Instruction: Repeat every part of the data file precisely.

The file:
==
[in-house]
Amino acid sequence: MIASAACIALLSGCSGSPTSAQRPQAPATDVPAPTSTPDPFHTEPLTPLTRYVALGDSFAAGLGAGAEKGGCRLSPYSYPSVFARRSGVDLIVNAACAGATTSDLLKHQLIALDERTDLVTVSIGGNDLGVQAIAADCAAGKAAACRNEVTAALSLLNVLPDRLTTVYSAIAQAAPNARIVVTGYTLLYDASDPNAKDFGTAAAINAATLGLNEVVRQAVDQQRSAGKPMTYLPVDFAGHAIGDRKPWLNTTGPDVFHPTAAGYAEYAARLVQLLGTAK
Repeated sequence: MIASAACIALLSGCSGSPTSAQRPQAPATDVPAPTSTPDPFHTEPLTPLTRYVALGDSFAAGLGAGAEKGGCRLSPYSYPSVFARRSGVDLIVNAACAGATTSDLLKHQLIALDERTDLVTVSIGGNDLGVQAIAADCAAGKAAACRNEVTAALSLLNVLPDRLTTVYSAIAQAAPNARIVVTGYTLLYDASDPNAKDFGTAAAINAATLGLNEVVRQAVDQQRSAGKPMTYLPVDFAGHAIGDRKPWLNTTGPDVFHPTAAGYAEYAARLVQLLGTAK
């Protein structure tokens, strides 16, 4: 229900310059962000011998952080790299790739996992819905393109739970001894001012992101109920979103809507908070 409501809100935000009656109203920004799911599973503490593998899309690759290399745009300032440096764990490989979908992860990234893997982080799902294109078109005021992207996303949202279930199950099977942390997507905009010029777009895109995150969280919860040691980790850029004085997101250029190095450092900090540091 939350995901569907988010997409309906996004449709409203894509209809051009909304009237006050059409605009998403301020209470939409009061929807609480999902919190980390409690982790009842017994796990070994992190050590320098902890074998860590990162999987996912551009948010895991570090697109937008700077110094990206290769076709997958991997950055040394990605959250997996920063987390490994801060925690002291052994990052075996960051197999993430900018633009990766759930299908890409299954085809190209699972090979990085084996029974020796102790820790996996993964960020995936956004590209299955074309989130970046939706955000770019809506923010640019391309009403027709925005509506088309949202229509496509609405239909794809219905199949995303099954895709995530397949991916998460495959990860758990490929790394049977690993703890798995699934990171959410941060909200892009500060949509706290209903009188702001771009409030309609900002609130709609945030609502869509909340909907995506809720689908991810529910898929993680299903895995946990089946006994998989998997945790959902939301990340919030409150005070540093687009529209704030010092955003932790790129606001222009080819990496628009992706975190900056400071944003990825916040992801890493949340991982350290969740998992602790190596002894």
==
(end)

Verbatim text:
[in-house]
Amino acid sequence: MIASAACIALLSGCSGSPTSAQRPQAPATDVPAPTSTPDPFHTEPLTPLTRYVALGDSFAAGLGAGAEKGGCRLSPYSYPSVFARRSGVDLIVNAACAGATTSDLLKHQLIALDERTDLVTVSIGGNDLGVQAIAADCAAGKAAACRNEVTAALSLLNVLPDRLTTVYSAIAQAAPNARIVVTGYTLLYDASDPNAKDFGTAAAINAATLGLNEVVRQAVDQQRSAGKPMTYLPVDFAGHAIGDRKPWLNTTGPDVFHPTAAGYAEYAARLVQLLGTAK
Repeated sequence: MIASAACIALLSGCSGSPTSAQRPQAPATDVPAPTSTPDPFHTEPLTPLTRYVALGDSFAAGLGAGAEKGGCRLSPYSYPSVFARRSGVDLIVNAACAGATTSDLLKHQLIALDERTDLVTVSIGGNDLGVQAIAADCAAGKAAACRNEVTAALSLLNVLPDRLTTVYSAIAQAAPNARIVVTGYTLLYDASDPNAKDFGTAAAINAATLGLNEVVRQAVDQQRSAGKPMTYLPVDFAGHAIGDRKPWLNTTGPDVFHPTAAGYAEYAARLVQLLGTAK
């Protein structure tokens, strides 16, 4: 229900310059962000011998952080790299790739996992819905393109739970001894001012992101109920979103809507908070 409501809100935000009656109203920004799911599973503490593998899309690759290399745009300032440096764990490989979908992860990234893997982080799902294109078109005021992207996303949202279930199950099977942390997507905009010029777009895109995150969280919860040691980790850029004085997101250029190095450092900090540091 939350995901569907988010997409309906996004449709409203894509209809051009909304009237006050059409605009998403301020209470939409009061929807609480999902919190980390409690982790009842017994796990070994992190050590320098902890074998860590990162999987996912551009948010895991570090697109937008700077110094990206290769076709997958991997950055040394990605959250997996920063987390490994801060925690002291052994990052075996960051197999993430900018633009990766759930299908890409299954085809190209699972090979990085084996029974020796102790820790996996993964960020995936956004590209299955074309989130970046939706955000770019809506923010640019391309009403027709925005509506088309949202229509496509609405239909794809219905199949995303099954895709995530397949991916998460495959990860758990490929790394049977690993703890798995699934990171959410941060909200892009500060949509706290209903009188702001771009409030309609900002609130709609945030609502869509909340909907995506809720689908991810529910898929993680299903895995946990089946006994998989998997945790959902939301990340919030409150005070540093687009529209704030010092955003932790790129606001222009080819990496628009992706975190900056400071944003990825916040992801890493949340991982350290969740998992602790190596002894």